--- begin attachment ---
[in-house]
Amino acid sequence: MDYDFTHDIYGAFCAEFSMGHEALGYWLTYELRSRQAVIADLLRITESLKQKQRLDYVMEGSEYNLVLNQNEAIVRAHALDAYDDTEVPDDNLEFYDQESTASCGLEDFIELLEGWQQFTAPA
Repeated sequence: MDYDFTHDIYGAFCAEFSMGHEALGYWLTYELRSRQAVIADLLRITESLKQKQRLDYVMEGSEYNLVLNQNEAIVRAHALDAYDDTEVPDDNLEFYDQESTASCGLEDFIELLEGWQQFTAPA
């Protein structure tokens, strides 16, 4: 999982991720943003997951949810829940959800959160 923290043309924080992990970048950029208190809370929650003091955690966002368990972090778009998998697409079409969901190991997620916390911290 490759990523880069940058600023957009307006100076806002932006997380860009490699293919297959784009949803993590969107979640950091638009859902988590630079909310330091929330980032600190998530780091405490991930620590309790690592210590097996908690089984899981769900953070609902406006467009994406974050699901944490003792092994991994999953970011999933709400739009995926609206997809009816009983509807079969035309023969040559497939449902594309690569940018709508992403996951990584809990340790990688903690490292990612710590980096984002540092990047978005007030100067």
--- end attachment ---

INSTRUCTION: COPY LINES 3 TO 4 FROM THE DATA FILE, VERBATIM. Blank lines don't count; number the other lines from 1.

Repeated sequence: MDYDFTHDIYGAFCAEFSMGHEALGYWLTYELRSRQAVIADLLRITESLKQKQRLDYVMEGSEYNLVLNQNEAIVRAHALDAYDDTEVPDDNLEFYDQESTASCGLEDFIELLEGWQQFTAPA
């Protein structure tokens, strides 16, 4: 999982991720943003997951949810829940959800959160 923290043309924080992990970048950029208190809370929650003091955690966002368990972090778009998998697409079409969901190991997620916390911290 490759990523880069940058600023957009307006100076806002932006997380860009490699293919297959784009949803993590969107979640950091638009859902988590630079909310330091929330980032600190998530780091405490991930620590309790690592210590097996908690089984899981769900953070609902406006467009994406974050699901944490003792092994991994999953970011999933709400739009995926609206997809009816009983509807079969035309023969040559497939449902594309690569940018709508992403996951990584809990340790990688903690490292990612710590980096984002540092990047978005007030100067």